After thinking that I would have to get my cell phone "unlocked" in order to make it work in a "forigen country" and discovering the hard way that the only guy on the island who can do this set his business hours to noon to 10 PM, according to a piece of paper stuck on the outside of his apartment door. But then he had scratched this out and changed his opening time to 1 PM, because noon was just too darned early. But later that same day, I discovered that it didn't really need unlocking, which saved me at least $20. Huzzah!

In other news, I still can't quite grasp the idea that I actually live on freaking tropical island in the South Pacific.

Next time: Where I work, who I work with, and the awesome projects coming to a TV not-so-near you.

EDIT: The link to the more-or-less complete history of the territory in the previous post said that women and commoners are not allowed to vote here. This is total BS and I have no idea where they got that from. Perhaps it has something to do with the Senate side of the territorial congress, where the Senators are picked by the tribal elders. But that's not even close to what that article said.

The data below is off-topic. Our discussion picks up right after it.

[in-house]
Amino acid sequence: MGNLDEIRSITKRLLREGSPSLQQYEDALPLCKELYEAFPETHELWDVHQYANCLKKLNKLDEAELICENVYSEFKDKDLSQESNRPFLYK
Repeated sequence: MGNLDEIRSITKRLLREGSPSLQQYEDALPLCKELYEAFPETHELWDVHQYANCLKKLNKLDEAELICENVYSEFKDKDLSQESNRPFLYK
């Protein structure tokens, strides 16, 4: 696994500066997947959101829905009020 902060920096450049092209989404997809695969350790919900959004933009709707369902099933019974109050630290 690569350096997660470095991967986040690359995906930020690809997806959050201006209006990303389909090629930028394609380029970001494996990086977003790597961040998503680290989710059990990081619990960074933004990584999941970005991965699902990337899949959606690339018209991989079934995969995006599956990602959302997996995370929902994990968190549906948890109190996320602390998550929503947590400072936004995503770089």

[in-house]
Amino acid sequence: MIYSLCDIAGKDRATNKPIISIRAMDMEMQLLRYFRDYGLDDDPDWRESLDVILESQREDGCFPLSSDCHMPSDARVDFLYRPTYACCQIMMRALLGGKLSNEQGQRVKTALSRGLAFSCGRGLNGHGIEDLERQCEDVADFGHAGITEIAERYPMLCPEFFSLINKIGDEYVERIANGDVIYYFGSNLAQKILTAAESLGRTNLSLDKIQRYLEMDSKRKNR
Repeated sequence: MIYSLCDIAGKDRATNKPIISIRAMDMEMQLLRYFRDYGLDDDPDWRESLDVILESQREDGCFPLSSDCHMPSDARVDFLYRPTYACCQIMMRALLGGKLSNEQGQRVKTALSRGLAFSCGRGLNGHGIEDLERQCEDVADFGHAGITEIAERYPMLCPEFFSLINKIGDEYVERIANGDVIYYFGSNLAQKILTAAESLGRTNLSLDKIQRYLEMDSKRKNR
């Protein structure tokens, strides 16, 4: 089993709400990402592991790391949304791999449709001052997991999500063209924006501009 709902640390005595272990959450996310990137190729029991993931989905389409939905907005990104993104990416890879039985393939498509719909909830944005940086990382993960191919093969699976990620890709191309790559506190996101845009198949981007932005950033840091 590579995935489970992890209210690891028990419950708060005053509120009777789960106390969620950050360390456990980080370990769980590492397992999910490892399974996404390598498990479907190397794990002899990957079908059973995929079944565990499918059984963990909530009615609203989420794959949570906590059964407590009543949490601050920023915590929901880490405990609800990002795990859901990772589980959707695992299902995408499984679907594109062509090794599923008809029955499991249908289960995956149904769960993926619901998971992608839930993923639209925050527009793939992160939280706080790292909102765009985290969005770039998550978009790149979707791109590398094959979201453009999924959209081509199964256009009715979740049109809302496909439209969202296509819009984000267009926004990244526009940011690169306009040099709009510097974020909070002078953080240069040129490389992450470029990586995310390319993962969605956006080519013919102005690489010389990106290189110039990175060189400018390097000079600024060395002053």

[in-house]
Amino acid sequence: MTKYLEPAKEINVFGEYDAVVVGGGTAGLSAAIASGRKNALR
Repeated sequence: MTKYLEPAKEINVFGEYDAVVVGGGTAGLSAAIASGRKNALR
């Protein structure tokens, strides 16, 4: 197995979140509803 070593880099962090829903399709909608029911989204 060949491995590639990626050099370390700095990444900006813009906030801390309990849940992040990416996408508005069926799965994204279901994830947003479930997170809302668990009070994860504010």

Saturday, November 15, 2008

It starts...

And so, I have begun my Grand Samoan Adventure.

Even though I'm still on the U.S. mainland.

Right now I'm staying the weekend at my boss's (extremely nice) house in Las Vegas. In fact, you can see a picture or two of it on the website of my future immediate supervisor, which also includes quite a few shots of his original trip down there in 2004.

The flight over here was good. Except that while I was checking in and saying my goodbyes, my laptop fell off of the checkin counter, which I later discovered had cracked the screen. Today I shipped it to my dad, who is either going to get it fixed at this place he found online or send me an almost identical one that he found on eBay. So I guess this means that there is little chance of talking to me on Skype or me posting pictures until I get it back, which I'm guessing will take just over a week. Sorry, iFail.*